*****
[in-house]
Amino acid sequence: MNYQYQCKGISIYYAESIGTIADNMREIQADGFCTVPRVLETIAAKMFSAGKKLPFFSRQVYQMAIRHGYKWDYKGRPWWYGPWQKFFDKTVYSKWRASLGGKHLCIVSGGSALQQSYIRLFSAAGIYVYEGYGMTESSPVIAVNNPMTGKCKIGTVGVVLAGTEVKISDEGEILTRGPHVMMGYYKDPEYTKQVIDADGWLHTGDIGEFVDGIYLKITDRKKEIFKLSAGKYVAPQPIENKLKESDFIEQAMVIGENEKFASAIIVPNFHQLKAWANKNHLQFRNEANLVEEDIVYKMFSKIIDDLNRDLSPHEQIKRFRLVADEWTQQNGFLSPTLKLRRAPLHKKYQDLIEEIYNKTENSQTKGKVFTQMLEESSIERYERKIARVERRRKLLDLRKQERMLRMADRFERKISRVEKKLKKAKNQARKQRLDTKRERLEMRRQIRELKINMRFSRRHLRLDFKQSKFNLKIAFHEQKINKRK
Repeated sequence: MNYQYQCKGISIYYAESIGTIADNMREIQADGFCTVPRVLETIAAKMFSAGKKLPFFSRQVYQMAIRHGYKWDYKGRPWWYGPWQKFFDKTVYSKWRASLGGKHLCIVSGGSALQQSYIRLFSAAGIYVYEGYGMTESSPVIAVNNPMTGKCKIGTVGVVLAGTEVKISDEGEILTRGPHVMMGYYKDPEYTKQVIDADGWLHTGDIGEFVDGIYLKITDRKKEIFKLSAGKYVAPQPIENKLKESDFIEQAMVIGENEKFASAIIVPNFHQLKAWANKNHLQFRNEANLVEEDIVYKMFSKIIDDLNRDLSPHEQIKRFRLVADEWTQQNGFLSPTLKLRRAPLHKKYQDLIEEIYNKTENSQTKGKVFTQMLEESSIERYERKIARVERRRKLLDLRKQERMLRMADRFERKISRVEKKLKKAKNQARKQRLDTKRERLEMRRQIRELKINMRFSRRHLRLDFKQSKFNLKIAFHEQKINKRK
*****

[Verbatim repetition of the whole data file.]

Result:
[in-house]
Amino acid sequence: MNYQYQCKGISIYYAESIGTIADNMREIQADGFCTVPRVLETIAAKMFSAGKKLPFFSRQVYQMAIRHGYKWDYKGRPWWYGPWQKFFDKTVYSKWRASLGGKHLCIVSGGSALQQSYIRLFSAAGIYVYEGYGMTESSPVIAVNNPMTGKCKIGTVGVVLAGTEVKISDEGEILTRGPHVMMGYYKDPEYTKQVIDADGWLHTGDIGEFVDGIYLKITDRKKEIFKLSAGKYVAPQPIENKLKESDFIEQAMVIGENEKFASAIIVPNFHQLKAWANKNHLQFRNEANLVEEDIVYKMFSKIIDDLNRDLSPHEQIKRFRLVADEWTQQNGFLSPTLKLRRAPLHKKYQDLIEEIYNKTENSQTKGKVFTQMLEESSIERYERKIARVERRRKLLDLRKQERMLRMADRFERKISRVEKKLKKAKNQARKQRLDTKRERLEMRRQIRELKINMRFSRRHLRLDFKQSKFNLKIAFHEQKINKRK
Repeated sequence: MNYQYQCKGISIYYAESIGTIADNMREIQADGFCTVPRVLETIAAKMFSAGKKLPFFSRQVYQMAIRHGYKWDYKGRPWWYGPWQKFFDKTVYSKWRASLGGKHLCIVSGGSALQQSYIRLFSAAGIYVYEGYGMTESSPVIAVNNPMTGKCKIGTVGVVLAGTEVKISDEGEILTRGPHVMMGYYKDPEYTKQVIDADGWLHTGDIGEFVDGIYLKITDRKKEIFKLSAGKYVAPQPIENKLKESDFIEQAMVIGENEKFASAIIVPNFHQLKAWANKNHLQFRNEANLVEEDIVYKMFSKIIDDLNRDLSPHEQIKRFRLVADEWTQQNGFLSPTLKLRRAPLHKKYQDLIEEIYNKTENSQTKGKVFTQMLEESSIERYERKIARVERRRKLLDLRKQERMLRMADRFERKISRVEKKLKKAKNQARKQRLDTKRERLEMRRQIRELKINMRFSRRHLRLDFKQSKFNLKIAFHEQKINKRK